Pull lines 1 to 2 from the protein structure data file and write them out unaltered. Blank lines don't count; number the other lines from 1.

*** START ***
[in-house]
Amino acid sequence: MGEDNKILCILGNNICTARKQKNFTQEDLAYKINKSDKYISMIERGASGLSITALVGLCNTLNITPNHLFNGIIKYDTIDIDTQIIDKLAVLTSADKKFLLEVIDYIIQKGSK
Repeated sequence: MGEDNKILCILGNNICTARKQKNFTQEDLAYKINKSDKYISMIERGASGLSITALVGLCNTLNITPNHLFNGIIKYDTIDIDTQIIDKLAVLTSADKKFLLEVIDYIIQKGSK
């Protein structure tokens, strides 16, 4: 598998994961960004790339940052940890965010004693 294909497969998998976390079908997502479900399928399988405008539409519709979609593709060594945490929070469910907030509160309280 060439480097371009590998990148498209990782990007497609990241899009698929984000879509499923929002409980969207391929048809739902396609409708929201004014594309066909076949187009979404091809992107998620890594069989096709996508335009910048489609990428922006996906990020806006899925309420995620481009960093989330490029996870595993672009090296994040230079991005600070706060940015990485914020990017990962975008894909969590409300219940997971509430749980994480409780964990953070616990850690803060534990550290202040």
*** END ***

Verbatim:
[in-house]
Amino acid sequence: MGEDNKILCILGNNICTARKQKNFTQEDLAYKINKSDKYISMIERGASGLSITALVGLCNTLNITPNHLFNGIIKYDTIDIDTQIIDKLAVLTSADKKFLLEVIDYIIQKGSK